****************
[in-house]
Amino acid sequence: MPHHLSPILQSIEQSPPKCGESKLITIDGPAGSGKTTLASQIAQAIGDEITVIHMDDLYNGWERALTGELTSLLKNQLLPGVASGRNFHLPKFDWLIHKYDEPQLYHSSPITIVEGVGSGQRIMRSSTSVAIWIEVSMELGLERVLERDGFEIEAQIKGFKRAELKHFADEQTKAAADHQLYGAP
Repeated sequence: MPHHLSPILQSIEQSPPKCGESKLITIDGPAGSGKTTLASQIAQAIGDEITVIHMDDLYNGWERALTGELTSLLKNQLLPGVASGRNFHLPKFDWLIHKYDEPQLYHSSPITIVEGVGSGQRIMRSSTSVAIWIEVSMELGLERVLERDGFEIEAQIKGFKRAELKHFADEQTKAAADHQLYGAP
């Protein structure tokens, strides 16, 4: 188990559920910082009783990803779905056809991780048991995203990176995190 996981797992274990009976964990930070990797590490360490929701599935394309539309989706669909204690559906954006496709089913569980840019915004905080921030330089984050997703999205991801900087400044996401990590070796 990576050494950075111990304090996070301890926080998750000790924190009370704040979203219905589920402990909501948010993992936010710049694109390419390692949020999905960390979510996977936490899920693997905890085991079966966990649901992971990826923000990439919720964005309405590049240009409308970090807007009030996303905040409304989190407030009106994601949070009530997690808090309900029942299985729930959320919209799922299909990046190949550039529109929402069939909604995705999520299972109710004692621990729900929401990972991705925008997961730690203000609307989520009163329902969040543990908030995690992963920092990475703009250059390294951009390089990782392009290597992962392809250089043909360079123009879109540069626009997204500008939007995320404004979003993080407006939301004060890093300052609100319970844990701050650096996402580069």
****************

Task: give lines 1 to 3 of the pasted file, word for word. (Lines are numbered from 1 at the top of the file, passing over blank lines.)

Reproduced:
[in-house]
Amino acid sequence: MPHHLSPILQSIEQSPPKCGESKLITIDGPAGSGKTTLASQIAQAIGDEITVIHMDDLYNGWERALTGELTSLLKNQLLPGVASGRNFHLPKFDWLIHKYDEPQLYHSSPITIVEGVGSGQRIMRSSTSVAIWIEVSMELGLERVLERDGFEIEAQIKGFKRAELKHFADEQTKAAADHQLYGAP
Repeated sequence: MPHHLSPILQSIEQSPPKCGESKLITIDGPAGSGKTTLASQIAQAIGDEITVIHMDDLYNGWERALTGELTSLLKNQLLPGVASGRNFHLPKFDWLIHKYDEPQLYHSSPITIVEGVGSGQRIMRSSTSVAIWIEVSMELGLERVLERDGFEIEAQIKGFKRAELKHFADEQTKAAADHQLYGAP